oppn parties Air India Tries To Address The Problem Of Empty Seats

News Snippets

  • The government decides to decriminalize more than two-thirds of penal sections in the Companies Act
  • Muslim groups tell the Supreme Court that they want the Babri Masjid to be restored
  • Muslim groups claim that while they were asked questions in court, Hindus were not questioned
  • Postpaid mobile services restored in Jammu & Kashmir from today, but still no internet
  • Abhijit Banerjee, an Indian-American currently a professor at MIT, wins the 2019 Noble prize in economics jointly with two others
  • Industrial output slumps in August as the IIP shrinks by 1.1%
  • Prime Minister Modi and Chinese President Xi Jinping watch a cultural show at the Shore Temple in Mamallapuram
  • J&K administration lifts the ban on entry of tourists in the Valley, but it remains doubtful how many will visit without being able to use mobile phones and internet
  • After Sena asks members to support the BJP candidate in Kalyan, 26 party corporators and 300 members resign setting off a crisis
  • The Centre sets up a 12-member committee to suggest systemic changes in the GST structure to improve compliance and collection, prevent misuse and evasion and rationalize rates and slabs
  • In line with the RBI outlook on the Indian economy, rating firm Moody's also downgrades growth forecast from 6.8% to 5.8% this year, saying the economy is experiencing a pronounced slowdown
  • HDFC chairman Deepak Parekh says the financial system in India does not offer foolproof security for misuse of the savings of the common man
  • Shivinder Singh and Malvinder Singh, promoters of Ranbaxy and Fortis, arrested for their role in Religare Finvest scam
  • Supreme Court says marriage can be dissolved if it has broken down irretrievably
  • DA of Central government staff hiked by 5% to 17%
Sourav Ganguly is the new president of BCCI, says conflict of interest is a big concern
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Air India Tries To Address The Problem Of Empty Seats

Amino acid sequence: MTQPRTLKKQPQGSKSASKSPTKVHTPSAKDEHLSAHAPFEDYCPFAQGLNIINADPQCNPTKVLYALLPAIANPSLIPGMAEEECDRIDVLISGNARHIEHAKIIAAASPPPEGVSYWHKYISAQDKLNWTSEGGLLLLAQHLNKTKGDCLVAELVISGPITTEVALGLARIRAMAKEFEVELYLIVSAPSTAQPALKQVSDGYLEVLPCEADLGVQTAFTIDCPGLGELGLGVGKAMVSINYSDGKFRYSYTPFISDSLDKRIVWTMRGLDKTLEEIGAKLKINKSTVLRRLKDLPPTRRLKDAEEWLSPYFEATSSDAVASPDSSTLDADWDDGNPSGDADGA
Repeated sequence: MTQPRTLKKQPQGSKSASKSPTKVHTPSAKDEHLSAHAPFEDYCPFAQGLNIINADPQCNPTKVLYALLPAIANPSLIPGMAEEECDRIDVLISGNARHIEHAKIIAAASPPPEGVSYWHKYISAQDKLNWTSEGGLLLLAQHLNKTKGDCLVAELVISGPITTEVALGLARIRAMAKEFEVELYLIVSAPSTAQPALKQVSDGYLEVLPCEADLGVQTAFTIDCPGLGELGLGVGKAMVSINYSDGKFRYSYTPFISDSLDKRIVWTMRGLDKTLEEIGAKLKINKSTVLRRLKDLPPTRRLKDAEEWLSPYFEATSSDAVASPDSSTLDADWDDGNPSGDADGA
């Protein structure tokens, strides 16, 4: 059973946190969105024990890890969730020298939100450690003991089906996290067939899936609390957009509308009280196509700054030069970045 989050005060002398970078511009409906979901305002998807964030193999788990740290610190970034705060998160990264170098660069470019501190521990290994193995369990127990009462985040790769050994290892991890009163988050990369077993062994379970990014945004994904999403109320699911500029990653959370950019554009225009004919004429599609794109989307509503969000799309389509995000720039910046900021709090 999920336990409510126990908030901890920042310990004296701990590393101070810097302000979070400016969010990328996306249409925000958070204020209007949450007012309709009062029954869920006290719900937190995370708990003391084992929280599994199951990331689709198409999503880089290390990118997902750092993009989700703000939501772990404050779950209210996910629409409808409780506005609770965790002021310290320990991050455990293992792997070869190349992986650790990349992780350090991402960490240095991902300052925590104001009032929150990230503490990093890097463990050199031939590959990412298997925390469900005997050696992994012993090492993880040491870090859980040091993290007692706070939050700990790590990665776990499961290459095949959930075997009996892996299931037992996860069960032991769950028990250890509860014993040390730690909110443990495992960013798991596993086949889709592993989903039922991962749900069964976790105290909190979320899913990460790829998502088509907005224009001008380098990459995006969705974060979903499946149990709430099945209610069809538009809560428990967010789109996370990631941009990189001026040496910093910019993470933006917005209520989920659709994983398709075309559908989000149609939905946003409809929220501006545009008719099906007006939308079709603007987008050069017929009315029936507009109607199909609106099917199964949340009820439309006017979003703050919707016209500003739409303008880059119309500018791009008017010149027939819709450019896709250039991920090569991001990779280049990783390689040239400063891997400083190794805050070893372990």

By Sunil Garodia

About the Author

Sunil Garodia Editor-in-Chief of indiacommentary.com. Current Affairs analyst and political commentator. Writes for a number of publications.
While travelling to Kolkata from Dibrugarh in Assam on a morning flight of Air India a few days back, one was surprised to see more than a dozen vacant seats on a sector that is generally overbooked, more so when flights had been cancelled for two days due to Cyclone Fani. Empty seats are a total loss to any airline and all efforts must be made to fill up the planes, especially in sectors where there is regular traffic.

Hence, one was pleasantly surprised when Air India announced recently that it would offer huge discounts (up to 40%) on unsold seats up to 3 hours from the scheduled departure of the flight. This means that the airline has taken stock of the situation and is trying to find a remedy for it. Contrary to general perception, this decision of the airline shows that there are some in the upper management who are alive to the situation and are trying to do their best to cut losses.

Consider the above situation. The quoted price of a ticket on that day was about Rs 8000. It would have deterred a few from travelling. It meant that 12 or more seats were left unsold on the flight. Now, if Air India offered the same seats at 40% discount three hours from departure, one is sure that at Rs 4800 (the price that is normally prevalent in the sector even a month in advance), more than 10 seats would have been sold. It would have meant that Air India would have earned nearly Rs 50000 more on that particular flight.

The decision will come as a boon for passengers who have to travel in an emergency. They can now hope to get tickets at a rate similar to one if they had planned the journey one month in advance. This will also mean that the badly bleeding airline will also cut down its losses and fill up its planes. Air India can still turn around if it trims its bloated workforce, streamlines its operations and pays attention to such ostensibly 'small' things which add up to huge losses.